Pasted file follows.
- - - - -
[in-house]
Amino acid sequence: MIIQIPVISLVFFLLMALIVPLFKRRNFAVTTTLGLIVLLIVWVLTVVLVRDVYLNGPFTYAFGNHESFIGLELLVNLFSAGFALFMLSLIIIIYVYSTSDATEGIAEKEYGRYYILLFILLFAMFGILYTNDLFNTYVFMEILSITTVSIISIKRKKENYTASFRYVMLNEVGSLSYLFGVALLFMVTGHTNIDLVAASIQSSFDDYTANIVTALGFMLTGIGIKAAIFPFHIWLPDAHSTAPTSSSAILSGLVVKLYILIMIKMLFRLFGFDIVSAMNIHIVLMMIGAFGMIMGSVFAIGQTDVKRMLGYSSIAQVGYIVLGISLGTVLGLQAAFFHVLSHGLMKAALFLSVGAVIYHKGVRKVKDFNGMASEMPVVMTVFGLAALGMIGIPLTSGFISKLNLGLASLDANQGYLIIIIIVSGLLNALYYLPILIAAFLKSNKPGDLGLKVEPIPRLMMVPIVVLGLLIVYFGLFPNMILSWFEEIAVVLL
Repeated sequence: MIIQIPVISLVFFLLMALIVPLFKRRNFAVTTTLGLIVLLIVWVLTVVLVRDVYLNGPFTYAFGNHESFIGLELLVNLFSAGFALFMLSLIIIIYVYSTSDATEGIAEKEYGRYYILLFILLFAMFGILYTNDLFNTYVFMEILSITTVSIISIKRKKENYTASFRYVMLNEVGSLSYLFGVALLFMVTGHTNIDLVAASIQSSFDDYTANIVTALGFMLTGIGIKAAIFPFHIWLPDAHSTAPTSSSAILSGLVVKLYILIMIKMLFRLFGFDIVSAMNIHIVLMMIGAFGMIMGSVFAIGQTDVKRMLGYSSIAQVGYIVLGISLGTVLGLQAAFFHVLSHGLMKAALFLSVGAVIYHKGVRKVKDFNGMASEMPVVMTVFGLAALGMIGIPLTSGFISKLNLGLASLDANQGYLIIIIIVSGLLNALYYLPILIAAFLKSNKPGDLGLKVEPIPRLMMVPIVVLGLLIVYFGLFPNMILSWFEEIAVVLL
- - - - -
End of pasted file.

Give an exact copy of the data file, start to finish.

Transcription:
[in-house]
Amino acid sequence: MIIQIPVISLVFFLLMALIVPLFKRRNFAVTTTLGLIVLLIVWVLTVVLVRDVYLNGPFTYAFGNHESFIGLELLVNLFSAGFALFMLSLIIIIYVYSTSDATEGIAEKEYGRYYILLFILLFAMFGILYTNDLFNTYVFMEILSITTVSIISIKRKKENYTASFRYVMLNEVGSLSYLFGVALLFMVTGHTNIDLVAASIQSSFDDYTANIVTALGFMLTGIGIKAAIFPFHIWLPDAHSTAPTSSSAILSGLVVKLYILIMIKMLFRLFGFDIVSAMNIHIVLMMIGAFGMIMGSVFAIGQTDVKRMLGYSSIAQVGYIVLGISLGTVLGLQAAFFHVLSHGLMKAALFLSVGAVIYHKGVRKVKDFNGMASEMPVVMTVFGLAALGMIGIPLTSGFISKLNLGLASLDANQGYLIIIIIVSGLLNALYYLPILIAAFLKSNKPGDLGLKVEPIPRLMMVPIVVLGLLIVYFGLFPNMILSWFEEIAVVLL
Repeated sequence: MIIQIPVISLVFFLLMALIVPLFKRRNFAVTTTLGLIVLLIVWVLTVVLVRDVYLNGPFTYAFGNHESFIGLELLVNLFSAGFALFMLSLIIIIYVYSTSDATEGIAEKEYGRYYILLFILLFAMFGILYTNDLFNTYVFMEILSITTVSIISIKRKKENYTASFRYVMLNEVGSLSYLFGVALLFMVTGHTNIDLVAASIQSSFDDYTANIVTALGFMLTGIGIKAAIFPFHIWLPDAHSTAPTSSSAILSGLVVKLYILIMIKMLFRLFGFDIVSAMNIHIVLMMIGAFGMIMGSVFAIGQTDVKRMLGYSSIAQVGYIVLGISLGTVLGLQAAFFHVLSHGLMKAALFLSVGAVIYHKGVRKVKDFNGMASEMPVVMTVFGLAALGMIGIPLTSGFISKLNLGLASLDANQGYLIIIIIVSGLLNALYYLPILIAAFLKSNKPGDLGLKVEPIPRLMMVPIVVLGLLIVYFGLFPNMILSWFEEIAVVLL